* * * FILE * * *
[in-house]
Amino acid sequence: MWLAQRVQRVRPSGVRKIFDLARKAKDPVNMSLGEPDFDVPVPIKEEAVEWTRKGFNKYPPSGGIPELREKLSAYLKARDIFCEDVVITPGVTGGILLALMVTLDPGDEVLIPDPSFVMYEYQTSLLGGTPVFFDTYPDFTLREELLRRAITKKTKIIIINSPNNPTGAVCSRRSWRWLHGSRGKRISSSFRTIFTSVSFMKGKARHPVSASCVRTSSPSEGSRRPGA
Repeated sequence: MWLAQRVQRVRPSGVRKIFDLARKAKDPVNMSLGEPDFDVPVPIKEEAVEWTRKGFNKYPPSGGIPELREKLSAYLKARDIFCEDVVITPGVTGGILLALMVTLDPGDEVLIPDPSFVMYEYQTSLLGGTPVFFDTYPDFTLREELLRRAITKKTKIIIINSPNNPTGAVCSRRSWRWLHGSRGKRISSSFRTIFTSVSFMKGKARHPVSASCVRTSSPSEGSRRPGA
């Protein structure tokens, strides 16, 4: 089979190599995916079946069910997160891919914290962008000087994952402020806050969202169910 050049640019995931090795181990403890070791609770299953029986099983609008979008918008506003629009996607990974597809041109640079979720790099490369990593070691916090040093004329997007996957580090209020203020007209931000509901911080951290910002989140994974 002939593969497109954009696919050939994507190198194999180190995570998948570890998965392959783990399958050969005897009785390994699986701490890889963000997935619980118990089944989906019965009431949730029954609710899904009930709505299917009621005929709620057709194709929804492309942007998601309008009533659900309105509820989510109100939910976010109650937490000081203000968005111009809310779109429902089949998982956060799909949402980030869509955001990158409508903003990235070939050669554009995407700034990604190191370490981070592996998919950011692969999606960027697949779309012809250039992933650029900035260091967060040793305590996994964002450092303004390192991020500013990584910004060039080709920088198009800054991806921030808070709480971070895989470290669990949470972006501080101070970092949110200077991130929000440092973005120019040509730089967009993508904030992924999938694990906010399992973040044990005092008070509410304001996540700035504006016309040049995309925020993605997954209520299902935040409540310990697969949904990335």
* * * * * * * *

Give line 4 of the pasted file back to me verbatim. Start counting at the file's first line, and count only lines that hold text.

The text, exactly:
């Protein structure tokens, strides 16, 4: 089979190599995916079946069910997160891919914290962008000087994952402020806050969202169910 050049640019995931090795181990403890070791609770299953029986099983609008979008918008506003629009996607990974597809041109640079979720790099490369990593070691916090040093004329997007996957580090209020203020007209931000509901911080951290910002989140994974 002939593969497109954009696919050939994507190198194999180190995570998948570890998965392959783990399958050969005897009785390994699986701490890889963000997935619980118990089944989906019965009431949730029954609710899904009930709505299917009621005929709620057709194709929804492309942007998601309008009533659900309105509820989510109100939910976010109650937490000081203000968005111009809310779109429902089949998982956060799909949402980030869509955001990158409508903003990235070939050669554009995407700034990604190191370490981070592996998919950011692969999606960027697949779309012809250039992933650029900035260091967060040793305590996994964002450092303004390192991020500013990584910004060039080709920088198009800054991806921030808070709480971070895989470290669990949470972006501080101070970092949110200077991130929000440092973005120019040509730089967009993508904030992924999938694990906010399992973040044990005092008070509410304001996540700035504006016309040049995309925020993605997954209520299902935040409540310990697969949904990335």